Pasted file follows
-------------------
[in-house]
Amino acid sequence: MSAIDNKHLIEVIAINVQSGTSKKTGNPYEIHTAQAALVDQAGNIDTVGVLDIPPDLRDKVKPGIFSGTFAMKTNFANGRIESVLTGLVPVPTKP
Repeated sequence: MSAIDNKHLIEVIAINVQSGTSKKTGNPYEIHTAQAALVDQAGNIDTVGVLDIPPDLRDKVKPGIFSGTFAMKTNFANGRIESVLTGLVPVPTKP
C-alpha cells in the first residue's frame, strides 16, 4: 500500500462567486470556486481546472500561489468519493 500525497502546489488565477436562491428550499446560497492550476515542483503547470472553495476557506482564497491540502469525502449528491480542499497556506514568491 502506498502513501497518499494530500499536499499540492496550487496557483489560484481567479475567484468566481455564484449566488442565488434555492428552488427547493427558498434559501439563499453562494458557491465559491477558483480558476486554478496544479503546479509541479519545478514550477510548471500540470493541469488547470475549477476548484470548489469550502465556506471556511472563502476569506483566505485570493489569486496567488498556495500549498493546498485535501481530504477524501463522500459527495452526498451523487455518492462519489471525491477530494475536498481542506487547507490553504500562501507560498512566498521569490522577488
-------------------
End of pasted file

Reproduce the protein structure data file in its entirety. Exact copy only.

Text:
[in-house]
Amino acid sequence: MSAIDNKHLIEVIAINVQSGTSKKTGNPYEIHTAQAALVDQAGNIDTVGVLDIPPDLRDKVKPGIFSGTFAMKTNFANGRIESVLTGLVPVPTKP
Repeated sequence: MSAIDNKHLIEVIAINVQSGTSKKTGNPYEIHTAQAALVDQAGNIDTVGVLDIPPDLRDKVKPGIFSGTFAMKTNFANGRIESVLTGLVPVPTKP
C-alpha cells in the first residue's frame, strides 16, 4: 500500500462567486470556486481546472500561489468519493 500525497502546489488565477436562491428550499446560497492550476515542483503547470472553495476557506482564497491540502469525502449528491480542499497556506514568491 502506498502513501497518499494530500499536499499540492496550487496557483489560484481567479475567484468566481455564484449566488442565488434555492428552488427547493427558498434559501439563499453562494458557491465559491477558483480558476486554478496544479503546479509541479519545478514550477510548471500540470493541469488547470475549477476548484470548489469550502465556506471556511472563502476569506483566505485570493489569486496567488498556495500549498493546498485535501481530504477524501463522500459527495452526498451523487455518492462519489471525491477530494475536498481542506487547507490553504500562501507560498512566498521569490522577488